I want to have a shelter and four paid advocates. Two advocates would focus on sexual assualt – currently we must travel 120 miles to get rape kit. We need two advocates for domestic violence as well. Domestic violence calls make up most of our crisis calls, but sexual assault requires a lot of resources. I want to be able to teach women’s safety classes, parenting classes, offer assistance in getting GED’s, have a place for women to look for jobs on line. These are the kind of support services I want to offer.

She has not forgotten the men who batter either:

I want to offer them classes to help them stop being violent. Anger management and things like that. Hopefully it would make a difference.

Georgia Little Shield hopes these things can happen but the most important goal for her:

Pretty Bird Woman House must be self sufficient. I have chronic heart problems and diabetes… my health is real bad. I just want to make sure Pretty Bird Woman House will be able to continue without me.

What Your Donation Buys

Pretty Bird Woman House already has two potential replacement houses in mind. Both offer significantly more space than the previous building. Georgia described how they both had full basements, storage room and would house more than double the families and women than their previous building. Both buildings have yards which means possible playgrounds for children.

One house has a major advantage in location – a police station across the street.

Because of difficulties obtaining loans (banks are allergic to both Native Americans and poverty) the best solution lies in purchasing the house outright. The Tribal Council could hold the mortgage but coming up with the mortgage payments every month creates an ongoing problem. Since both houses are on the market, they could be gone anytime. Depressed property values on Standing Rock mean that $60,000 gets the house. An additional $10,000 is required to make them secure, with proper fencing, video cameras, reinforced doors and other measures. Neither house is in great shape, but both offer shelter and that remains the bottom line for the survival of Pretty Bird Woman House.

This is urgent for many reasons:
– Pretty Bird Woman House cannot serve the women who need help now – if neighboring shelters are full battered women and rape victims needing a place to go have nowhere at all.

– the lack of a shelter disqualifies Pretty Bird Woman House from many grants

– the situation requires Pretty Bird Woman House to stretch its resources to the breaking point – it cannot be sustained.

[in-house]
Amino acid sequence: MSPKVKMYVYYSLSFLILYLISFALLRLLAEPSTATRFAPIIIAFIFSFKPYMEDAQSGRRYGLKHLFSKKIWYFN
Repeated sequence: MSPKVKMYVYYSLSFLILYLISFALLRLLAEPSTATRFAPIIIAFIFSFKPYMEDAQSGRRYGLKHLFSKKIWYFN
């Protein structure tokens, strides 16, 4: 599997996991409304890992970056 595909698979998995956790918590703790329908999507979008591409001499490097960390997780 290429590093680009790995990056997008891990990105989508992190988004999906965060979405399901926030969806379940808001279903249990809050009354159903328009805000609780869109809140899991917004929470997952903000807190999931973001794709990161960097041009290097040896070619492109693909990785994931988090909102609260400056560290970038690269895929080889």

Once Pretty Bird Woman House has a permanent home, the future looks much brighter. Again, they will meet the criteria for grants. The permanency of a home opens many doors for them and makes a huge impact on the future of the shelter. Beyond this, a permanent women’s shelter on Standing Rock creates an infrastructure to begin to tackle the nightmares detailed above. That infrastructure will function to erode the resistance to change. In a very real sense a women’s shelter is the foundation upon which progress can take place.

In short, if we meet this goal, Pretty Bird Woman House should not need constant fundraisers by the progressive blogosphere.

Please: DONATE NOW. Pretty Bird Woman House is a 501 (c) 3 charitable organization.

What Else Can We Do?
Material donations
If you have clothing, toiletries or other goods (or checks if you don’t donate online) donations you can send them via USPS to:
Pretty Bird Woman House
P.O. Box 596
McLaughlin, SD 57642

If you use FedEx, UPS or DHL ship to:
Pretty Bird Woman House
302 Sale Barn Rd.
McLaughlin SD 57642

If you have ideas for helping, please join the Yahoo Group.

Perhaps most importantly, BLOG. Spread the word. Make it go viral. That is the genius, the magic, of the netroots – our amazing power. No one of us has to do this all on their own. We do this as community. Pass this on throughout the community. Feel free to take anything from my diaries or from the Pretty Bird Woman Blog for this purpose. That’s what it is there for. Please, if nothing else, do this.

Anything you do for this effort is appreciated. You are helping make the Bird in Pretty Bird Woman House into a Phoenix – literally rising from the flames. Please take a second to tell us in comments what you did so we may thank you – and maybe your comments will inspire someone else to give as well.

Georgia Little Shield said:

Someone has to hear these women. Someone has to listen to them.

Let’s make sure someone can be there to listen. Thank you so very much.

Friends of Pretty Bird Woman House Yahoo Group
Pretty Bird Woman House Blog